Rocket Age is a game that sort of came out of the blue for me; I don’t tend to keep up on forthcoming games until they’ve released (I find that being unhyped about something I’m not familiar with makes me more objective), unless it’s something that I’ve explicitly been waiting for like a game in a franchise I’ve loved previously. Rocket Age coming into my inbox out of the blue quickly became a bit of a pleasant surprise.
I’ve got a good respect for Cubicle 7; I’ve rarely been disappointed by them, and Rocket Age is no exception. It’s top-notch quality, but with some cautions. It is, after all, heavily entrenched within the pulp genre, and pulp is not exactly the most popular genre these days, what with the common focus on realism and simulation. Of course, that’s part of what makes it so incredible; it’s a remarkably fun setting and a break from the normal, ignoring plausibility for the basic pursuit of fun, adventure, and the exotic.
The setting takes place in an alternate late 30’s, with all the trappings you’d expect from the world powers at the time; for non-historians, players will be wedged in between over-the-top space versions of Nazi Germany, Fascist Italy, Imperialist Japan, the United States, the United Kingdom, and France, as well as all the minor powers that were at play during the same eras. Pulp does not equal happy, and that’s immediately apparent-after all, space Nazis are just as hideous as their Earth-bound counterparts, especially when technologically inferior aliens are involved.
The game has a real focus on style and storytelling, which fits it well; the Vortex System was pretty familiar to me, but it works well here and really seems to fit the genre to a “T”. It’s a great example of mechanics and setting going well together, and I really have to applaud Cubicle 7 for that; I’m often really put off when the same system is brought out again and again, but it works in a way that leaves me with no legitimate gripes, so I really can’t complain about that here. It’s the perfect blend of relative simplicity and sufficient explanation and mechanic exposition that makes Rocket Age so perfect; you don’t need to be a rocket scientist to play, which means that the game retains the fast and adventurous feel it needs to pull off to really capture its pulp inspirations, but it’s got enough stuff that it doesn’t wind up needing constant arbitration and houseruling to satisfy players who like everything to be governed by a rule.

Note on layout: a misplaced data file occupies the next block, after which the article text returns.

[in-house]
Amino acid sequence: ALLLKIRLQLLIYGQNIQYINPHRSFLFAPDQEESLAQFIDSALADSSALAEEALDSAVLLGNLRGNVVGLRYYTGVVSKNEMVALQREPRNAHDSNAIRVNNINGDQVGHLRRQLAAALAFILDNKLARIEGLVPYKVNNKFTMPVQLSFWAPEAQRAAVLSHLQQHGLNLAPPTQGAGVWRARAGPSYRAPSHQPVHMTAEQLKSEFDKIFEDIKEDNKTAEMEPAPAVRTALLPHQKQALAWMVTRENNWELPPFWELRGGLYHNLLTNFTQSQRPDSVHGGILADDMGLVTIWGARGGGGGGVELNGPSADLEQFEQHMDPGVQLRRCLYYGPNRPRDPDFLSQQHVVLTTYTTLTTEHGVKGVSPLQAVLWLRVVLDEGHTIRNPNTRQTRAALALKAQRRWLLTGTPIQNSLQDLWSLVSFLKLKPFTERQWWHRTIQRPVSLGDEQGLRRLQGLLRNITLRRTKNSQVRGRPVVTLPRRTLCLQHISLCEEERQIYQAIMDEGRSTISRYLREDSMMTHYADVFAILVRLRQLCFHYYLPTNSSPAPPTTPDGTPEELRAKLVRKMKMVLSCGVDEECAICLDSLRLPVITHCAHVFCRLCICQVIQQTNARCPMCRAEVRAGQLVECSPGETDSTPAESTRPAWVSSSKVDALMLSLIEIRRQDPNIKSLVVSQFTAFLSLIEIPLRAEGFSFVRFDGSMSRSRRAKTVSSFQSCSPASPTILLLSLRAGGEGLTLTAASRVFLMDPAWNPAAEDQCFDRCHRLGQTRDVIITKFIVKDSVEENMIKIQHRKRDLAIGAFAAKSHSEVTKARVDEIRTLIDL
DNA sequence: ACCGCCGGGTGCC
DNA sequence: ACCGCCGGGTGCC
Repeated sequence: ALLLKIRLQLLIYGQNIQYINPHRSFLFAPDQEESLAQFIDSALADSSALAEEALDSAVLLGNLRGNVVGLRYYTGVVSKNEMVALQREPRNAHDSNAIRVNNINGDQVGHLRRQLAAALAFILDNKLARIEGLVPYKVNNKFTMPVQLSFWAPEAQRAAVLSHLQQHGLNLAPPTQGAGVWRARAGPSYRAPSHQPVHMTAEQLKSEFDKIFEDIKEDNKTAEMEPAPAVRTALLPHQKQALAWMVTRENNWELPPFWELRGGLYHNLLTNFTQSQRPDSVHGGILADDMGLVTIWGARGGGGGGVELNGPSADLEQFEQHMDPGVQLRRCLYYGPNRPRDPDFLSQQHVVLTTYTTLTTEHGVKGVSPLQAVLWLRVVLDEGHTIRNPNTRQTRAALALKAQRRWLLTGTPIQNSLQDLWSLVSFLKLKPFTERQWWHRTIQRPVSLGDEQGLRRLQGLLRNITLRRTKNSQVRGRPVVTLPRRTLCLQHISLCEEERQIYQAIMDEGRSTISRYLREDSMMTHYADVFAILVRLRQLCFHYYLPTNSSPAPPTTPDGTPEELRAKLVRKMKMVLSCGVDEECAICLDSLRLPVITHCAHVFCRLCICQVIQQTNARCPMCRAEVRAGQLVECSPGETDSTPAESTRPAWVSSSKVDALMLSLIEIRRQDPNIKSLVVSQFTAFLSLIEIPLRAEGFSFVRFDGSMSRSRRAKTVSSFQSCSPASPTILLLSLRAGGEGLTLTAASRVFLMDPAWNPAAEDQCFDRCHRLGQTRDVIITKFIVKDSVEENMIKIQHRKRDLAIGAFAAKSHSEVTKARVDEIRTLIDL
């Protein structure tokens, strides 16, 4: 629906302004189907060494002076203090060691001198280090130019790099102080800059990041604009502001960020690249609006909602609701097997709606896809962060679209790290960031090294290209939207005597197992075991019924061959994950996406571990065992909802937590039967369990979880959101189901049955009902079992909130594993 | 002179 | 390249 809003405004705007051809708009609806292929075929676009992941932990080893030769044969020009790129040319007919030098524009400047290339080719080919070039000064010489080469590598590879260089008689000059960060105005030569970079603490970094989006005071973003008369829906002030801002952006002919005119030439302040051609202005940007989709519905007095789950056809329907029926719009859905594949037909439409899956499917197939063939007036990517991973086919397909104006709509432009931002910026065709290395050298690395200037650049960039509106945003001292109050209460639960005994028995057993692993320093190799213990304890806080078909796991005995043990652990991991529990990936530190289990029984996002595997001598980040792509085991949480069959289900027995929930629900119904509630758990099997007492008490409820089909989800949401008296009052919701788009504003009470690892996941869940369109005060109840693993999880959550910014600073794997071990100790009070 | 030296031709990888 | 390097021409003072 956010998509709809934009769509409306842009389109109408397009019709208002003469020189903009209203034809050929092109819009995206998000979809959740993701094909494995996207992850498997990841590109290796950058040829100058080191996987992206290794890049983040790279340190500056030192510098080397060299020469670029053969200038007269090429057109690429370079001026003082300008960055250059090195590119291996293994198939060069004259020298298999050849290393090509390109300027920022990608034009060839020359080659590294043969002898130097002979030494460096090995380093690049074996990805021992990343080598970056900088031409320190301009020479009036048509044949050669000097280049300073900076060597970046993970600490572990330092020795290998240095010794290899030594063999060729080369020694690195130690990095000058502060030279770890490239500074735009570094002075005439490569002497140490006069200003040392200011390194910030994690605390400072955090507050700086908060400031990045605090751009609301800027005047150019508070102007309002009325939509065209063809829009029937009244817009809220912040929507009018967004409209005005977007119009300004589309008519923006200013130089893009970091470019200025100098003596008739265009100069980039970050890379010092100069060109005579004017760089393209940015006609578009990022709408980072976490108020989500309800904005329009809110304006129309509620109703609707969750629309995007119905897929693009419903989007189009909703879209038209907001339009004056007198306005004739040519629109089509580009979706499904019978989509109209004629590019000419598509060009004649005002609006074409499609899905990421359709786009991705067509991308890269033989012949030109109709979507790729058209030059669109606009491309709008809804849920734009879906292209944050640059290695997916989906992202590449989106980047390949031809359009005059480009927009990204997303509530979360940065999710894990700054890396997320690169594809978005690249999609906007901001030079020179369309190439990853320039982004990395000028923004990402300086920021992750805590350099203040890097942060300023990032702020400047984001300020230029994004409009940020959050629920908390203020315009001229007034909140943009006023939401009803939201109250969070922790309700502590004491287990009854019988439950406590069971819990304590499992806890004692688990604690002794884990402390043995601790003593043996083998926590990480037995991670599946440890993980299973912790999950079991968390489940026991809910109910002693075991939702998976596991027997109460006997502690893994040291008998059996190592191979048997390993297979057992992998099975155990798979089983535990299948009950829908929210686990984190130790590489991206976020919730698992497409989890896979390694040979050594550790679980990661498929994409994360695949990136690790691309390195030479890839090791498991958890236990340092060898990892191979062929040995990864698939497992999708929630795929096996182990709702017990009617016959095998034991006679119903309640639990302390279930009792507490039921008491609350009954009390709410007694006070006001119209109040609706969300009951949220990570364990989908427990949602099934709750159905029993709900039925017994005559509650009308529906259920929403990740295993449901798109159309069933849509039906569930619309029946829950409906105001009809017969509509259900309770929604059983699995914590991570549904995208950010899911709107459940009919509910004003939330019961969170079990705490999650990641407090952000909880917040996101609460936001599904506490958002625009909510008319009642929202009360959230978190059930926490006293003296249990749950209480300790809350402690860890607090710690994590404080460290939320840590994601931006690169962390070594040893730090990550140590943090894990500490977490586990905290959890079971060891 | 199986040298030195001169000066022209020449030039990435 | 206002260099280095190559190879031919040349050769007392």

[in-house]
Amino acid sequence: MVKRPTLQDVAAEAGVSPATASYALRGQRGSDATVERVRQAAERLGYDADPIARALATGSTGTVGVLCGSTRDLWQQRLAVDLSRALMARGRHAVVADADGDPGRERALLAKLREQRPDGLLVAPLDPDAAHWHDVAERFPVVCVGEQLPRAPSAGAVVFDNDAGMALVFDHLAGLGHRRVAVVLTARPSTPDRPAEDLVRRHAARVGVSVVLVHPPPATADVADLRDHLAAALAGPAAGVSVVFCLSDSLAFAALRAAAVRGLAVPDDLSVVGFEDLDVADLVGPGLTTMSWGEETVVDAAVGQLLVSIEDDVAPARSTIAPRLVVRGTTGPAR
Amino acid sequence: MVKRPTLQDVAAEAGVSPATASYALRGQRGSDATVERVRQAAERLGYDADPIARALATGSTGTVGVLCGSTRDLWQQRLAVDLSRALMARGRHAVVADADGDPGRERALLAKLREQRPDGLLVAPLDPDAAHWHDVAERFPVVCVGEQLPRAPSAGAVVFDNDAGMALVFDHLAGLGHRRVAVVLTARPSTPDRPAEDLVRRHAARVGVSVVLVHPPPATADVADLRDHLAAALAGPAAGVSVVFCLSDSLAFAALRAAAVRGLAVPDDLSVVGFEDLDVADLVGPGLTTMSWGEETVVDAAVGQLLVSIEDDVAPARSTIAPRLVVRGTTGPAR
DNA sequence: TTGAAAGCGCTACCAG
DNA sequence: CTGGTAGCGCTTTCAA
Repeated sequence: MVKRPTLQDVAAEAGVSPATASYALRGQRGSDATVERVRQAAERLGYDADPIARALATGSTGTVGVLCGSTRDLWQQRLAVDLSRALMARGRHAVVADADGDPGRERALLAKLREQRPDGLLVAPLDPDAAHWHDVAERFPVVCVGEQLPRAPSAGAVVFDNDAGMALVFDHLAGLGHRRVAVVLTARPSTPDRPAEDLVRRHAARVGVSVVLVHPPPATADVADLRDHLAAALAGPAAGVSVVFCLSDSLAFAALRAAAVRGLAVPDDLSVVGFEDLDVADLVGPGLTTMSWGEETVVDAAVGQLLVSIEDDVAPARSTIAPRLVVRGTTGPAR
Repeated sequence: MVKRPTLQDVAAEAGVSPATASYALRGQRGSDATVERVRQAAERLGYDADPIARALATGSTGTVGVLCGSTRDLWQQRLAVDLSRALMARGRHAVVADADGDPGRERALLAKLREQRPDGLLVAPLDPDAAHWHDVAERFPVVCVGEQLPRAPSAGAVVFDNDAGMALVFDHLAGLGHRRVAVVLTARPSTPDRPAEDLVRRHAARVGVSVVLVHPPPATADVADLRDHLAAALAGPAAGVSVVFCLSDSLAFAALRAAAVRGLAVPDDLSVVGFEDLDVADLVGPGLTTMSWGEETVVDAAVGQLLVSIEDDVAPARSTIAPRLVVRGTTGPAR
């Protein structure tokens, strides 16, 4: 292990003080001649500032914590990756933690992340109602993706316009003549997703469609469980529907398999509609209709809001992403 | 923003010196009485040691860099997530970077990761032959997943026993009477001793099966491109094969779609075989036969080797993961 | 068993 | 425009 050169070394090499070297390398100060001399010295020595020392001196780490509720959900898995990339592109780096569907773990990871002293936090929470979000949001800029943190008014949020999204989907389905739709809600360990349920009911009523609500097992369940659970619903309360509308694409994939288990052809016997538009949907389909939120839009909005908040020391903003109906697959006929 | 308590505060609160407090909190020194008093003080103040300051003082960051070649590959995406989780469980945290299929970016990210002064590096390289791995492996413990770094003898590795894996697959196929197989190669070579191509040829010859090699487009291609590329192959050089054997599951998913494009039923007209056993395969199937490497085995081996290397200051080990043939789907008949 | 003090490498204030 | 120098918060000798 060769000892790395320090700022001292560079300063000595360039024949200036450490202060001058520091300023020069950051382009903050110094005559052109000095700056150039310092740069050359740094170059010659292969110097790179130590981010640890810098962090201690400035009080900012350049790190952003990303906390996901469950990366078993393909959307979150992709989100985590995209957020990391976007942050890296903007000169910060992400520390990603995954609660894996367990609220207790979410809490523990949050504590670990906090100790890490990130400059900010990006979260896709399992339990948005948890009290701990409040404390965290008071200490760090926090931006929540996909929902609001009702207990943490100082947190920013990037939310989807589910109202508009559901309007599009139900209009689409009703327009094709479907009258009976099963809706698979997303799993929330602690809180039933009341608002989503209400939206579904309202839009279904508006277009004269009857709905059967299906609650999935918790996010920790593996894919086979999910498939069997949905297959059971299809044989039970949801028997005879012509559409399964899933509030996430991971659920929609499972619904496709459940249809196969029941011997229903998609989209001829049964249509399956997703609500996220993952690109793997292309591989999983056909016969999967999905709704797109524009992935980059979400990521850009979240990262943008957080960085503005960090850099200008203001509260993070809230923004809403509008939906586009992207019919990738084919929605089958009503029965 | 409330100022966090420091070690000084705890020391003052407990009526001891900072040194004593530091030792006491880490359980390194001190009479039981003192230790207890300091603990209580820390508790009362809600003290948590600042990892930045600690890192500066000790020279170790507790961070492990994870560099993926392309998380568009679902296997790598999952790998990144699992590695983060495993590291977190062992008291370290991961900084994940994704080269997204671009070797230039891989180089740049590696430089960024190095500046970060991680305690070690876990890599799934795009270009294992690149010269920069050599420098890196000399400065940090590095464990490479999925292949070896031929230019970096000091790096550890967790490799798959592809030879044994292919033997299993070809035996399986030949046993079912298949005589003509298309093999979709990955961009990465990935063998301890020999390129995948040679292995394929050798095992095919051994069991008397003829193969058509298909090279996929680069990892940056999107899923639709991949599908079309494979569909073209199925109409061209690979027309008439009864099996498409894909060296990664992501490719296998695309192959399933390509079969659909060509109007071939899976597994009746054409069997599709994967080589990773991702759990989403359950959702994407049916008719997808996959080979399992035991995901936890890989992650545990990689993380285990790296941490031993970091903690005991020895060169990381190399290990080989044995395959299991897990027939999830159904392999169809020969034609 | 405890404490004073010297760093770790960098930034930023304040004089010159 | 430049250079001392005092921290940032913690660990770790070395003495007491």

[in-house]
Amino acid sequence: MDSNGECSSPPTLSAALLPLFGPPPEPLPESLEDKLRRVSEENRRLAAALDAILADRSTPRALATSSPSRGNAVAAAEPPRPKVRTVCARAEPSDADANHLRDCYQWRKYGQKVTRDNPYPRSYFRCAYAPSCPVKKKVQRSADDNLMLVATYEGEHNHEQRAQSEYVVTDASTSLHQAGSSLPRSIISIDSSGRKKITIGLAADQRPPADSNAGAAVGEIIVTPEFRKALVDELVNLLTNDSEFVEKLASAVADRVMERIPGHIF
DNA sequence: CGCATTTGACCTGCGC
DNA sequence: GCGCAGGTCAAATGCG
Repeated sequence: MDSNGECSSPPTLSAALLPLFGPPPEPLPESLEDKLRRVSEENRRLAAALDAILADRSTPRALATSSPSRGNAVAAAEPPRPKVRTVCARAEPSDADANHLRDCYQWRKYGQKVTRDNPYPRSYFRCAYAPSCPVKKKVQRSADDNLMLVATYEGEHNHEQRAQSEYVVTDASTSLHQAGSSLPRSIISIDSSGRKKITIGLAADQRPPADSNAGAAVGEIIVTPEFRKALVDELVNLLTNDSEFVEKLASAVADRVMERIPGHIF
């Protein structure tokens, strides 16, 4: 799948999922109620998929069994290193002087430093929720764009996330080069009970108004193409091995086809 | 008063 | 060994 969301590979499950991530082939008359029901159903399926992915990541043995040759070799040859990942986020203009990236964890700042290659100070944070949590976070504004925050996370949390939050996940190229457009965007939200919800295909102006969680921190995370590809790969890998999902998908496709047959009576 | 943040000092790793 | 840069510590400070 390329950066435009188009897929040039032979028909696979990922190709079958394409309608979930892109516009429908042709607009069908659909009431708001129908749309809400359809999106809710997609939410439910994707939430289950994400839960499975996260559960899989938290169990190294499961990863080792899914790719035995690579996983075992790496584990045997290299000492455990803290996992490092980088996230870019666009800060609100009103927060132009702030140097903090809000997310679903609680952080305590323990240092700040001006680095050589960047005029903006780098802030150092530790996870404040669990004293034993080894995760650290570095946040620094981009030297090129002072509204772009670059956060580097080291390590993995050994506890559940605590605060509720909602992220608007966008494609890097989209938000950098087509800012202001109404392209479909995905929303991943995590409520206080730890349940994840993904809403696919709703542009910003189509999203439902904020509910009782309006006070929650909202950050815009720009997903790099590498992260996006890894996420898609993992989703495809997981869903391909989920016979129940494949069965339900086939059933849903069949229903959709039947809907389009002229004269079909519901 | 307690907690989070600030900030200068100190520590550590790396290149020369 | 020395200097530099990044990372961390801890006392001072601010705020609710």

As far as the setting goes, it’s pretty expansive and well thought out; there’s enough stuff here to last a good long while, and enough unexplored space to make up your own adventures without having to just resort to the things that have already been written. All-in-all. I like the balance of the known and the unknown, and it’s a really immersive setting, made all the better by an adherence to art styles that, laced throughout the book, added a lot to the feel; it’s black-and-white art, but that feels like a distinction that hardly matters when it’s in context. The typesetting is pretty good; the fonts and page trimming have that perfect feel to them, though I do have to complain that there’s some kerning errors or something going on that puts apostrophes or “+” signs in weird places in the text as opposed to where they’re supposed to be-that may be on my end, but I’m thinking it’s a font issue, and it’s pretty inconsequential in the long run.
All-in-all, despite some slight issues with the typesetting, and the fact that while the setting is rich and engaging it is still very much a “pulp” setting, which may not appeal to everyone, I can whole-heartedly recommend Rocket Age, which provides a great sense of adventure and scale with game mechanics that complement its goals nicely.
You can grab it over at DriveThruRPG through this link.
Disclaimer: I am a featured reviewer at DriveThruRPG, and receive a portion of the sales from the above link.